This first appeared on comixology.


The above is Reptiles, a lithograph print from 1943 by the famous Dutch artist M.C. Escher. Escher isn’t usually thought of as a comics artist. Yet, as this image shows, he was one — sort of.

So is this print a comic or not? Well, it depends on how you read it. The narrative here determines the form.

Do you see this as the story of a bunch of different reptiles crawling in single file out of an abstract design, over books and other objects, and back into the design? If so, then it’s a static illustration — a drawing of one moment in time.

On the other hand…do you see this as the story of a single reptile, depicted in various stages as it makes its journey from art to life and back again? If so then, despite the lack of panels, this is essentially a comic. It’s not a frozen moment, but a sequence.

Of course, you don’t really need to make a choice for one or the other. The title of the piece may indicate that there are a bunch of reptiles here, but much of the enjoyment of the image — and of Escher’s work in general — is the sense of moving pieces caught in a pleasurably regimented dance. Even if it’s not technically one reptile moving, the individuals are nonetheless interchangeable. You know that the reptile climbing the triangle is going to get to the top of the D & D die and that it’s going to blow smoke out of its nose when it gets there just as its predecessor did. The reptile blowing smoke will climb onto the little cup; the reptile on the cup will crawl back into the abstract pattern. Whether the image is showing a sequence as a comic would or merely implying it, the point is still that time and identity are flattened out across space.

Escher is hardly the only comics artist to use this sort of trick. Here’s a familiar example from Carmine Infantino.


A more sophisticated use of the trope can be found in Alan Moore and Dave Gibbons’ Watchmen. In that book, the character of Dr. Manhattan (Jon Ostermann) is essentially an Escher lizard who has achieved self-awareness. He knows that time is a pattern, and (like the observer of the print) he can see that pattern all at once, from the moment he crawls up out of the flat drawing to the moment he crawls back into it. His lifetime is a clockwork puzzle, unchangeable and simultaneous. Sequence and stillness fuse, and in doing so call into question both free will and identity.


In the panel above, Moore and Gibbons emphasize Jon’s disjunction in time by giving him two bodies in the same space. Laurie’s shocked reaction points out the weirdness of her big blue boyfriend — but it also comments on the weirdness of the way in which comics depicts sequence. After all, there are many pages of Watchmen in which you see two Manhattans side by side, or one on top of the other.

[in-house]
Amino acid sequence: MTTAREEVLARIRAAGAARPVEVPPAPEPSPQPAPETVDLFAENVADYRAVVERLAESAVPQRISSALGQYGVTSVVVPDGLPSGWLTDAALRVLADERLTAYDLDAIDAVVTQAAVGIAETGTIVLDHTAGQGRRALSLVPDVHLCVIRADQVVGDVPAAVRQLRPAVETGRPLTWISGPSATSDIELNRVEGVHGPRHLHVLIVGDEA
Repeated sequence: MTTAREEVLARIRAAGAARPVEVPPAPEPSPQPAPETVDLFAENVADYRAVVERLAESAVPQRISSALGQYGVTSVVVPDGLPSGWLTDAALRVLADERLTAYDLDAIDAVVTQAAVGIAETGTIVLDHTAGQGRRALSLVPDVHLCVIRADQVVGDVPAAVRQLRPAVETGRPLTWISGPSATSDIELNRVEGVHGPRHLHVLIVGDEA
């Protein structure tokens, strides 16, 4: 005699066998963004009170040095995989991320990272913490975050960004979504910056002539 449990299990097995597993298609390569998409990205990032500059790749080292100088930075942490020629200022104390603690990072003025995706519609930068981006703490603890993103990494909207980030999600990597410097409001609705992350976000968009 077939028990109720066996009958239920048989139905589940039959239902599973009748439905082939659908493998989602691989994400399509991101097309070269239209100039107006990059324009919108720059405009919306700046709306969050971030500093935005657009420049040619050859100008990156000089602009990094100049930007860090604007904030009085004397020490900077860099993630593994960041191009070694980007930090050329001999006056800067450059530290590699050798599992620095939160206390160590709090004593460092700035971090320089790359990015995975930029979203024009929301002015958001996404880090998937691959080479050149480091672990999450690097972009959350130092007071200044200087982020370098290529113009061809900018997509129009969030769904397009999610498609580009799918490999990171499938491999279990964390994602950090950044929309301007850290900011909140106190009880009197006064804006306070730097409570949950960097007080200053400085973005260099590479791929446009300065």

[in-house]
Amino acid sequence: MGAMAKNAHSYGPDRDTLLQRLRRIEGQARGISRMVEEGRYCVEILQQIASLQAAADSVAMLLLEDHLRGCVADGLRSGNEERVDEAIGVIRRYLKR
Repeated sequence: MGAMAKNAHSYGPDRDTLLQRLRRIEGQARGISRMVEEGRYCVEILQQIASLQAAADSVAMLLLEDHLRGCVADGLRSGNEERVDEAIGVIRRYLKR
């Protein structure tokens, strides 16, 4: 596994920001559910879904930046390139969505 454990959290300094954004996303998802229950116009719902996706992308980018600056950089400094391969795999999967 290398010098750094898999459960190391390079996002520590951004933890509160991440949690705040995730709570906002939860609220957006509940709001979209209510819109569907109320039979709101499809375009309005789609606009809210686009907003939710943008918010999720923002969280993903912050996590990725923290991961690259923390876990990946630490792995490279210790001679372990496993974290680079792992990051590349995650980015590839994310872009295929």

The difference between the first example and the second is not how many bodies (there’s more than one Manhattan in the second, too) but our perception of those bodies — not how many lizards are drawn, but whether we’ve decided to see them as a group or a sequence. Laurie is horrified when she wakes up in bed with double Jons because she’s suddenly allowed to view the world as Jon sees it — not as one body walking through time, but as multiple bodies in the same space. Her pleasure depends on not seeing the pattern.

Moore and Gibbons use the play of sequence and simultaneity to investigate comics form. But they also use it to look at how time and the perception of time affects human decisions and identity. Reptiles has more limited ambitions. Like most of Escher’s work, it’s clearly a goof, more in play than in earnest, posing frivolous questions (what kind of lizards are those? what’s in the book?) for the fun of it rather than for some profounder understanding.

And yet, the shallowness of Escher’s drawing is surely the point. Time becomes space when you flatten both out, but where can you go that isn’t flat? Laurie’s fright upon seeing the mechanics of narrative laid bare is itself part of the narrative, just as the lizards climbing up out of the page are still on the page. For those small animals, narrative is not a series of events; it has no starting point or ending point. Instead, it’s a cycle of greater and lesser abstraction; of flattening and inflating. Identity is the design of time dividing from itself; the only story is of story pulling itself from pattern and returning to it. Even the blue lizard watching lizards remains only the sketch of a lizard.

What makes Reptiles a comic, then, is the way that it crawls so determinedly betwixt and between the intriguing silence of those books and the flat silence of that pattern. If narrative is time and picture is space, these critters move through both and neither; they’re more amphibian than reptile. If they could talk, they might tell us not what it is to see all of time as a page, but rather what it is to be a surface — a space so thin it cannot tell whether it exists or not.

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